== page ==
Dental problems can be extremely painful for cats, and as many as 85% of cats over the age of 3 years old have some form of dental disease. Today, our Franklin vets discuss the causes, signs, and treatment of gingivitis in cats.
Gingivitis is inflammation of the gum or gingiva, which surrounds the teeth. The disease can range from moderate to severe, and in extreme cases, cats with gingivitis may have problems eating and grow very uncomfortable. To remedy the condition, a tooth cleaning under anesthesia would be required. Just like humans, plaque - a buildup of germs, debris, dead skin cells, mucus, and food - can accumulate on the teeth and contribute to this dental issue.
Signs of Gingivitis in Cats
Common signs of gingivitis in cats are:
- Difficulty eating or not eating at all
- Difficulty picking up toys or food
- Bad breath
- Red or swollen gums
- Calculi/tartar/plaque build-up
Causes of Gingivitis in Cats
Common causes of gingivitis in cats include:
- Autoimmune diseases
- Soft food
- Poor dental care
- FeLV (Feline Leukemia Virus)
- Crowded teeth
Diagnosing Gingivitis in Cats
Since cats are so good at hiding their pain, it may be difficult to tell if they have oral discomfort even if they are experiencing extreme oral pain. Even cats who are eating normally and are active can have significant dental diseases.
Bringing your cat in for their annual routine exam is essential to the detection of dental disease, as a vet is often able to identify signs of conditions while observing an animal and checking for symptoms listed above.
Treating Gingivitis In Cats
Treating gingivitis is focused on eliminating accumulated plaque and dental calculus, as well as treating or extracting destabilized and/or diseased teeth. To address any inflammatory dental disease, routine tooth cleanings, and dental X-rays should be conducted under anesthetic.
For cats suffering from stomatitis to experience relief from the extremely painful condition, their teeth are frequently extracted by a veterinarian if necessary.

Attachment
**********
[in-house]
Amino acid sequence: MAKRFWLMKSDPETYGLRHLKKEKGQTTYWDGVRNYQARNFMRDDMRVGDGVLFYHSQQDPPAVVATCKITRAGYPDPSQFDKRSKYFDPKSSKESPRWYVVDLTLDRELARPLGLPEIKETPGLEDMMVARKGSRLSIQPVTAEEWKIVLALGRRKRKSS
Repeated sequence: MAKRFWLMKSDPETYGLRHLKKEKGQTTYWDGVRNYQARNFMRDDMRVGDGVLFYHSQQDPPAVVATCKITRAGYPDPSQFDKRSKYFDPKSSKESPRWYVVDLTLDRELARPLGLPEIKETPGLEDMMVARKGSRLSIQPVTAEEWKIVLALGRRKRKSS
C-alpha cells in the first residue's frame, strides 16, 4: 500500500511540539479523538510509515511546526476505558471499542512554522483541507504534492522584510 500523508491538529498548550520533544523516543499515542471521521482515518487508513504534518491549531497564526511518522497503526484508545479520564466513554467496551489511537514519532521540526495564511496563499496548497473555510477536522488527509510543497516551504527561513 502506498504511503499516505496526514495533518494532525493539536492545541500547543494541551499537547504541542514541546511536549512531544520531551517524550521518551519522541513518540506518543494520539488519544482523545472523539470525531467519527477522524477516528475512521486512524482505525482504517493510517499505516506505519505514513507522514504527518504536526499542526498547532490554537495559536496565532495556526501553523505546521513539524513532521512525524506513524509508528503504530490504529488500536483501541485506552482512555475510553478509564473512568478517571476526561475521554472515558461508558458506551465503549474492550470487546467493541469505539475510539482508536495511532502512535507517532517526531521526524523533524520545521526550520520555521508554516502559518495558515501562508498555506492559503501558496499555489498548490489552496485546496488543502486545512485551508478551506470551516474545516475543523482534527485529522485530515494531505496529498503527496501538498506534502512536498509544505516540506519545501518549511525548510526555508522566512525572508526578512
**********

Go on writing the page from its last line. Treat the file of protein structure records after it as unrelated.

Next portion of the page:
The frequency of dental checkups will be determined by the degree of periodontal disease in your cat. If your adult cat's teeth are overcrowded, or if it has baby (deciduous) teeth, your veterinarian may recommend a tooth extraction. Your veterinarian will show you how to clean your cat's teeth, and you should schedule follow-up exams.
Maintaining Your Cat's Teeth
Brushing should be introduced gradually and consistently so that cats become accustomed to it. Cat-specific toothbrushes and toothpaste are available for purchase at pet supply stores and can help avoid gingivitis. Never use human dental products for animals, as ingredients could cause great harm or even death to our pets.
Familiarize Your Cat With Toothbrushes & Toothpaste
Leave snacks on the counter near the toothpaste and toothbrush so your cat can associate something positive with them. You can also place a dab of toothpaste for them to lick off your finger so they get accustomed to the taste.
Get Your Cat Used to You Toughing Their Mouth
Choose a dental treat your cat enjoys and place it on their canine teeth. As they become accustomed to it, start placing it deeper and deeper into their mouth, on their teeth. This gets them used to you touching their mouth and makes it easier for you to introduce the toothpaste.
When your cat has gotten used to their toothpaste and toothpaste, as well as you touching their mouth, it should be easier to brush their teeth. Brush along the gum line for about 15-30 seconds, only on the outside of the teeth, and reward them with a treat and lots of praise afterward.Note: The advice provided in this post is intended for informational purposes and does not constitute medical advice regarding pets. For an accurate diagnosis of your pet's condition, please make an appointment with your vet.